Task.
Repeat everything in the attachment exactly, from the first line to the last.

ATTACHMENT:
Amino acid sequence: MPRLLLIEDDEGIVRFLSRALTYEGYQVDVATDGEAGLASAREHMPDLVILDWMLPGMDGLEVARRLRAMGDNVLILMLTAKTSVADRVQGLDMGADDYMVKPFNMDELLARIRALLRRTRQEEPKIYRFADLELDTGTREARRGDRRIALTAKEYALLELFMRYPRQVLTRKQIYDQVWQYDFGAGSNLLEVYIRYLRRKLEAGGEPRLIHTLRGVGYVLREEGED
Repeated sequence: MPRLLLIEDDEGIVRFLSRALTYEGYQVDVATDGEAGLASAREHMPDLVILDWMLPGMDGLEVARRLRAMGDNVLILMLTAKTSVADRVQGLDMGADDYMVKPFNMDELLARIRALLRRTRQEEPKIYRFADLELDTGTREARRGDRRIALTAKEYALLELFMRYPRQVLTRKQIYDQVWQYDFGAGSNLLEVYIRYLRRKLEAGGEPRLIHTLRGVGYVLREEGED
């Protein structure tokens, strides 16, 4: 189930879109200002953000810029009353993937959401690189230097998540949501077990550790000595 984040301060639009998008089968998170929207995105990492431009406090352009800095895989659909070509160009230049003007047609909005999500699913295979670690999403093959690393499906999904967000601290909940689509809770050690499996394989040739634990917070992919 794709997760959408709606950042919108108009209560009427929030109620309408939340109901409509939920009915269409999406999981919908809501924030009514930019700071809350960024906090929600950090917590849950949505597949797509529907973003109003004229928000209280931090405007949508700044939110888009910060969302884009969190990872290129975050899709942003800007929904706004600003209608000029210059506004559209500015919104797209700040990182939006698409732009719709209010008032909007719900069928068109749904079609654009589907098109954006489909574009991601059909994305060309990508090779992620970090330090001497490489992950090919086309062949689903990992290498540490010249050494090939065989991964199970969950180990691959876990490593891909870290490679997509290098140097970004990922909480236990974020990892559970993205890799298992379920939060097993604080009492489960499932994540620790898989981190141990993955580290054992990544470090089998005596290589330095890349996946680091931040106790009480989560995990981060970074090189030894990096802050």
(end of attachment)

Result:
Amino acid sequence: MPRLLLIEDDEGIVRFLSRALTYEGYQVDVATDGEAGLASAREHMPDLVILDWMLPGMDGLEVARRLRAMGDNVLILMLTAKTSVADRVQGLDMGADDYMVKPFNMDELLARIRALLRRTRQEEPKIYRFADLELDTGTREARRGDRRIALTAKEYALLELFMRYPRQVLTRKQIYDQVWQYDFGAGSNLLEVYIRYLRRKLEAGGEPRLIHTLRGVGYVLREEGED
Repeated sequence: MPRLLLIEDDEGIVRFLSRALTYEGYQVDVATDGEAGLASAREHMPDLVILDWMLPGMDGLEVARRLRAMGDNVLILMLTAKTSVADRVQGLDMGADDYMVKPFNMDELLARIRALLRRTRQEEPKIYRFADLELDTGTREARRGDRRIALTAKEYALLELFMRYPRQVLTRKQIYDQVWQYDFGAGSNLLEVYIRYLRRKLEAGGEPRLIHTLRGVGYVLREEGED
């Protein structure tokens, strides 16, 4: 189930879109200002953000810029009353993937959401690189230097998540949501077990550790000595 984040301060639009998008089968998170929207995105990492431009406090352009800095895989659909070509160009230049003007047609909005999500699913295979670690999403093959690393499906999904967000601290909940689509809770050690499996394989040739634990917070992919 794709997760959408709606950042919108108009209560009427929030109620309408939340109901409509939920009915269409999406999981919908809501924030009514930019700071809350960024906090929600950090917590849950949505597949797509529907973003109003004229928000209280931090405007949508700044939110888009910060969302884009969190990872290129975050899709942003800007929904706004600003209608000029210059506004559209500015919104797209700040990182939006698409732009719709209010008032909007719900069928068109749904079609654009589907098109954006489909574009991601059909994305060309990508090779992620970090330090001497490489992950090919086309062949689903990992290498540490010249050494090939065989991964199970969950180990691959876990490593891909870290490679997509290098140097970004990922909480236990974020990892559970993205890799298992379920939060097993604080009492489960499932994540620790898989981190141990993955580290054992990544470090089998005596290589330095890349996946680091931040106790009480989560995990981060970074090189030894990096802050």